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Profit from the peak


PROFIT FROM
THE PEAK
The End of Oil and the
Greatest Investment
Event of the Century
BRIAN HICKS
CHRIS NELDER

John Wiley & Sons, Inc.

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PROFIT FROM
THE PEAK

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PROFIT FROM
THE PEAK
The End of Oil and the
Greatest Investment
Event of the Century
BRIAN HICKS
CHRIS NELDER

John Wiley & Sons, Inc.

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Copyright © 2008 by Angel Publishing, LLC. All rights reserved.
Published by John Wiley & Sons, Inc., Hoboken, New Jersey.
Published simultaneously in Canada.
No part of this publication may be reproduced, stored in a retrieval system, or transmitted
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Limit of Liability/Disclaimer of Warranty: While the publisher and author have used their
best efforts in preparing this book, they make no representations or warranties with
respect to the accuracy or completeness of the contents of this book and specifically
disclaim any implied warranties of merchantability or fitness for a particular purpose. No
warranty may be created or extended by sales representatives or written sales materials.
The advice and strategies contained herein may not be suitable for your situation. You
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Library of Congress Cataloging-in-Publication Data:
Hicks, Brian, 1968–
Profit from the peak: the end of oil and the greatest investment event of the century /
by Brian Hicks and Chris Nelder.
p. cm.
Includes index.
ISBN 978-0-470-12736-0 (cloth)
1. Petroleum industry and trade. 2. Energy industries. 3. Commodity futures.
I. Nelder, Chris, 1964– II. Title.
HD9560.5.H47 2008
333.8'23—dc22
2007047638
Printed in the United States of America.
10 9 8 7 6 5 4 3 2 1

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CONTENTS
List of Figures

ix

List of Tables

xii

Acknowledgments
Introduction

xiii
xv

PART I. THE CRISIS IN A BARREL
CHAPTER 1: DECEMBER 2005: THE MONTH THE DEVIL
WEPT HIS TRILLIONTH TEAR
CHAPTER 2: WHAT IS PEAK OIL?
What Is Oil?
Hubbert’s Peak
Types of Oil
Refining
Oil Prices
Reserves Revisions
Importance of Giant Oil Fields
When Is the Peak?
Exports
Reserve Replacement and Deepwater Drilling
Differing Projections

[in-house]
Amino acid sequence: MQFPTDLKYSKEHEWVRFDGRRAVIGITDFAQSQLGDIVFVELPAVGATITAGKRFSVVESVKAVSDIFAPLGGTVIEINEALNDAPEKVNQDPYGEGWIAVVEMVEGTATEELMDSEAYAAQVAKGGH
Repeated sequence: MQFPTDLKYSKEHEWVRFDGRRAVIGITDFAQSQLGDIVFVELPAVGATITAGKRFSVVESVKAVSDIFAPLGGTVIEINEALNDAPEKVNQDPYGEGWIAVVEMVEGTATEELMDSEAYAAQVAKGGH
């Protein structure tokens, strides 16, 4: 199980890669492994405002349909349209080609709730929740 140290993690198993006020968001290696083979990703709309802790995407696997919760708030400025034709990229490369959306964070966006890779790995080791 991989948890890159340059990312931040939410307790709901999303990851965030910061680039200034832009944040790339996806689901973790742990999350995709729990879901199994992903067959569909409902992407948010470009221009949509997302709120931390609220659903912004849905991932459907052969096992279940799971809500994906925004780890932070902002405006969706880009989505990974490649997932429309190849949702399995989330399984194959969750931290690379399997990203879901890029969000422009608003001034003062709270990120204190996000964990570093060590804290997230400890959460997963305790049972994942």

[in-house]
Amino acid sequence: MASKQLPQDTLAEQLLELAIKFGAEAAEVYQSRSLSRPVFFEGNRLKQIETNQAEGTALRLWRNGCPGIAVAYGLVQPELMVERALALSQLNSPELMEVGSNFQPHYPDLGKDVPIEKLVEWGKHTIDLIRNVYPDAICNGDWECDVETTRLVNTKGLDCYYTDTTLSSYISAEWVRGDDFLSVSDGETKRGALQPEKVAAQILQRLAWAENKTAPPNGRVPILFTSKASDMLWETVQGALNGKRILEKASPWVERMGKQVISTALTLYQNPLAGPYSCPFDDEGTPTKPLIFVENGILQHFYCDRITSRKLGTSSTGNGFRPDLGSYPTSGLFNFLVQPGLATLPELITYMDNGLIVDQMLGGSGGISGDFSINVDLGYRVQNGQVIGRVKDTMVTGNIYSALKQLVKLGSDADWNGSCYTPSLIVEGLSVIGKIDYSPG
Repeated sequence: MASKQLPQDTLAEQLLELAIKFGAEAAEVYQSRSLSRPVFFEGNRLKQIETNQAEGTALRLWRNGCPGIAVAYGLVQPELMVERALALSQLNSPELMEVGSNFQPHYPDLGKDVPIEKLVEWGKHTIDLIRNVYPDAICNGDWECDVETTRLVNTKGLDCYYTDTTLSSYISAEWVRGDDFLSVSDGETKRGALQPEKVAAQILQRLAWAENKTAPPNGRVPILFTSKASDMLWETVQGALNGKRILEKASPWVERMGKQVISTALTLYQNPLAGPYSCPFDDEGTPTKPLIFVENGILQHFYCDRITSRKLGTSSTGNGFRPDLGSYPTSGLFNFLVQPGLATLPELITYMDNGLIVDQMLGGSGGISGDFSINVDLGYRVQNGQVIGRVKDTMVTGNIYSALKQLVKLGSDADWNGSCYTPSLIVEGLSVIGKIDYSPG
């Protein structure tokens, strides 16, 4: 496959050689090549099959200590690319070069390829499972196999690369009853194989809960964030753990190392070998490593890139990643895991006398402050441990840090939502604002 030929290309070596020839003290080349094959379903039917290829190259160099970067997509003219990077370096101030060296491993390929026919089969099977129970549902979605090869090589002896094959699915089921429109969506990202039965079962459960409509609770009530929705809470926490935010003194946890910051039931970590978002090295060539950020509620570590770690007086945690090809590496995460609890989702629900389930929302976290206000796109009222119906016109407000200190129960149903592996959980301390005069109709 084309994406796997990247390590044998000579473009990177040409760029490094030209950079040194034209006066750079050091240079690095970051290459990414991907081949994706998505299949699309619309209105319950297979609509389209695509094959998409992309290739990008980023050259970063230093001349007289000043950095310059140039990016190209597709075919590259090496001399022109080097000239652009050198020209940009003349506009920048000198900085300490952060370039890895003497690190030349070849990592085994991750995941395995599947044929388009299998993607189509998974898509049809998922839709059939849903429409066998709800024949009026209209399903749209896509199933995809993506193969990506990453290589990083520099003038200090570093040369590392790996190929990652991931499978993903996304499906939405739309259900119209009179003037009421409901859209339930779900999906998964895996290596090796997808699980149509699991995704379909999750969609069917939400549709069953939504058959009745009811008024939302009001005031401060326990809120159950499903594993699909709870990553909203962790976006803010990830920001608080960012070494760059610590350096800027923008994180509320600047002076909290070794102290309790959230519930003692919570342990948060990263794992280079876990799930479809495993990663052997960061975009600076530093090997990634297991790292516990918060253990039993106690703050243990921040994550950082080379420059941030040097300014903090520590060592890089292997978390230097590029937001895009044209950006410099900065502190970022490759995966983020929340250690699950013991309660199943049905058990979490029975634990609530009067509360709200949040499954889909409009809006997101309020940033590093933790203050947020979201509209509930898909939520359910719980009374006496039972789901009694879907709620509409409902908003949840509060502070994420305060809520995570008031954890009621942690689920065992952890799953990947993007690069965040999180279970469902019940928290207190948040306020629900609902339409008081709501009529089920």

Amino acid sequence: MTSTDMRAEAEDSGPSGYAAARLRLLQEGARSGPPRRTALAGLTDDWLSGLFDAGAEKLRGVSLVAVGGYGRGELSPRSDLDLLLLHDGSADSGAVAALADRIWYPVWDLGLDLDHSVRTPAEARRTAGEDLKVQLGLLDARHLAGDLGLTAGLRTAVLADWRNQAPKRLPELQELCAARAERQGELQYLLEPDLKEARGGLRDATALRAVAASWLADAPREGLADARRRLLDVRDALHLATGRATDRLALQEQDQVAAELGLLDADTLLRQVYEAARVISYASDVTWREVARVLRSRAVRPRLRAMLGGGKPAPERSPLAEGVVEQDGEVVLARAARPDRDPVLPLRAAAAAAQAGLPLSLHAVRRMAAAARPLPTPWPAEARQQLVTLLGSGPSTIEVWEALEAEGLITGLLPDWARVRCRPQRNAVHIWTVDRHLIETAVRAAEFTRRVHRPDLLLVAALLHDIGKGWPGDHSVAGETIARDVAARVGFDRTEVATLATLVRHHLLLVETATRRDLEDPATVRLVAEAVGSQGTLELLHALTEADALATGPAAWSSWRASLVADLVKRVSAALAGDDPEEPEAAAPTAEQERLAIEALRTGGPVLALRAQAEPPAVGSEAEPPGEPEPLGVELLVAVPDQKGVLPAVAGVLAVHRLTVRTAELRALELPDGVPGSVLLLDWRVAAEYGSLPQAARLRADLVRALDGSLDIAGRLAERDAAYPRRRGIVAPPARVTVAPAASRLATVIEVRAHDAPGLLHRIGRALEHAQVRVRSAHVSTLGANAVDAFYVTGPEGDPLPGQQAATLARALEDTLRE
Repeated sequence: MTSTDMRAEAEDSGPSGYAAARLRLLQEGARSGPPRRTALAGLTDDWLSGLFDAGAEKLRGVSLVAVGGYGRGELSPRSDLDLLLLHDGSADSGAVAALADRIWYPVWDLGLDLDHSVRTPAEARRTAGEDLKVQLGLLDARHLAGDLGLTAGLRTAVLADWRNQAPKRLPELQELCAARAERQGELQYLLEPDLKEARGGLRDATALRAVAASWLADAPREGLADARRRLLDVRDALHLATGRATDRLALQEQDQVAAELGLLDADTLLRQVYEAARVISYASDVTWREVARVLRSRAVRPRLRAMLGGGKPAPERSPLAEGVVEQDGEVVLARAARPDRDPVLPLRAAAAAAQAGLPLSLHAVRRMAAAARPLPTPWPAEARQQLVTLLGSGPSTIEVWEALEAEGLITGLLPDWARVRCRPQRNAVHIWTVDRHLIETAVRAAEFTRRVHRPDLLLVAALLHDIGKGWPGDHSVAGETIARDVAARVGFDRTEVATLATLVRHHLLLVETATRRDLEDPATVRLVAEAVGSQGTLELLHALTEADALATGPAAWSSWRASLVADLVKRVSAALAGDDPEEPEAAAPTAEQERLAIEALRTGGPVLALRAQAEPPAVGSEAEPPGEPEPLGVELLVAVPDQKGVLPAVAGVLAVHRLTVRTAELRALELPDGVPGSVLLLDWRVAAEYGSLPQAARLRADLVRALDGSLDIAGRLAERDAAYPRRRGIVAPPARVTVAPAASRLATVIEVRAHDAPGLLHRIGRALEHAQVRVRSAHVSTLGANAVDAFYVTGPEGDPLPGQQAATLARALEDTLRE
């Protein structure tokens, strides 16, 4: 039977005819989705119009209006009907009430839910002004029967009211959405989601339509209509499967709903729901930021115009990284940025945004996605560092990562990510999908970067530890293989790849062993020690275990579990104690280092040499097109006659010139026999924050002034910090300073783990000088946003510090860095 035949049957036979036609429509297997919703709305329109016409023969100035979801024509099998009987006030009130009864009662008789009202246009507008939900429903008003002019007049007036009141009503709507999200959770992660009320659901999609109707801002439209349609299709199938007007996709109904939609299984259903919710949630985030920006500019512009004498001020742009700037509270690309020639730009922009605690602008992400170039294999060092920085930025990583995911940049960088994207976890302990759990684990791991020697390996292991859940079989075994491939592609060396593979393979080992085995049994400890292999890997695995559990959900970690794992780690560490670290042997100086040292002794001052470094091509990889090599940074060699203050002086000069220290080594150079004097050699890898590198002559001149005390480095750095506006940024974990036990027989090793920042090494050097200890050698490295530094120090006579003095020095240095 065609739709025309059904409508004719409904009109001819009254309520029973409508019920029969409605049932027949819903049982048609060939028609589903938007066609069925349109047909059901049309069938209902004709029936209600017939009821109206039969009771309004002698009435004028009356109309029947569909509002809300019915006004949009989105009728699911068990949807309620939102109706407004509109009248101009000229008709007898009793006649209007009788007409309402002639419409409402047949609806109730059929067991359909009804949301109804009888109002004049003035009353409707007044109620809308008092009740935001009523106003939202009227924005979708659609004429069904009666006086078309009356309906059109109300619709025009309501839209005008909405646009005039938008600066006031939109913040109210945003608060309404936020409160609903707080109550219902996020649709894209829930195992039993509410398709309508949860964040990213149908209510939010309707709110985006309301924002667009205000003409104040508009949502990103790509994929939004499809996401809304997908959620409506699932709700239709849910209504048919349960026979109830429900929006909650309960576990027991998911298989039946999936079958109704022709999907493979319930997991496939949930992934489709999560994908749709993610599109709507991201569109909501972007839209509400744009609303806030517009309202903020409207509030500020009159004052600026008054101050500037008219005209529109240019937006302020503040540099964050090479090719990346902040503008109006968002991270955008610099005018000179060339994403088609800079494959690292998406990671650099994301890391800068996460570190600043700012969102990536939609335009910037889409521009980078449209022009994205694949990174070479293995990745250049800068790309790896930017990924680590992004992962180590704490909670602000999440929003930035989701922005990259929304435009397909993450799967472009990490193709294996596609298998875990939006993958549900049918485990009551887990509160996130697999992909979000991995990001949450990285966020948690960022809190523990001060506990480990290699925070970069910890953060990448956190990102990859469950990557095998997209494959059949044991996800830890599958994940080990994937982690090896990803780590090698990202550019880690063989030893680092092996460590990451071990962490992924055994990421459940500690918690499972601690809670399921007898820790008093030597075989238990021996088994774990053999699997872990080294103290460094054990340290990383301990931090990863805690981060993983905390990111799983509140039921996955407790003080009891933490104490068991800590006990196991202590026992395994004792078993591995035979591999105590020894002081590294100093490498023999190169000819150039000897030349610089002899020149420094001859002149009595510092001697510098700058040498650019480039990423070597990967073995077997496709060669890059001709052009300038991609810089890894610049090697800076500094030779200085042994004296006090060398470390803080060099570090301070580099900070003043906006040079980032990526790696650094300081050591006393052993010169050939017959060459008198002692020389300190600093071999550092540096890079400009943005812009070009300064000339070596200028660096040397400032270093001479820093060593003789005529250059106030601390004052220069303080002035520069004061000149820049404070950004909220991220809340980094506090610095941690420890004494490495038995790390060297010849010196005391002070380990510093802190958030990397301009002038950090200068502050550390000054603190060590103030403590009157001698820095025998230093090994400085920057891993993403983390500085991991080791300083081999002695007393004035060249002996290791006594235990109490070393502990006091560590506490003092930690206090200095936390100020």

Drilling Like Never Before
Infrastructure Issues
The Bottom Line on Peak Oil
The Hard Truth

3
7
7
10
12
15
16
16
22
25
31
35
36
42
44
46
51

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vi

Contents

CHAPTER 3: WANTED: FIVE NEW SAUDI ARABIAS
Global Demand and Population
China and India
Making up for Depletion
U.S. Dependence
Investment Opportunities

53
54
58
62
63
67

CHAPTER 4: $480 A BARREL: THE TRUE VALUE OF OIL
Cheaper than Water
Draining the National Coffers
The True Cost of Oil
Government Subsidies
Environmental Costs
Climate Change Cost
Natural Capital Costs

71
71
72
73
74
75
76
76

CHAPTER 5: THE PENTAGON PREPARES FOR PEAK OIL
Reduce Dependence on Oil
Reduce CO2 Emissions
Staunch the Bleeding
Invest Heavily in Renewables
Policy Recommendations
Solar for China?

79
80
85
88
89
90
91

PART II. MAKING MONEY FROM
THE FOSSIL FUELS THAT ARE LEFT
CHAPTER 6: TWILIGHT FOR FOSSIL FUELS
Natural Gas
Coal
Diminishing Returns and Receding Horizons
Energy Return on Investment
Global Warming

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95
96
111
119
122
123

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Contents

CHAPTER 7: TAR SANDS: THE OIL JUNKIE’S LAST FIX
Tar Sands
Oil Shale

vii
125
125
131

PART III. ENERGY AFTER OIL

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CHAPTER 8: THE RENEWABLE REVOLUTION
Oil and Gas Executives Want Renewables
World Bank Financing
Biofuels

137
139
140
141

CHAPTER 9: ENDLESS ENERGY: HERE COMES THE SUN
A Short History of Solar Technologies
The Sky’s the Limit
Photovoltaics Takes Center Stage
Grassroots Momentum
Investment Opportunities

153
154
155
156
160
161

CHAPTER 10: PRESSURE COOKER: TAPPING
THE EARTH’S HEAT
What Is Geothermal Power?
Benefits of Geothermal Power
Explosive Growth
Investment Opportunities

165
166
169
169
171

CHAPTER 11: NUCLEAR’S SECOND ACT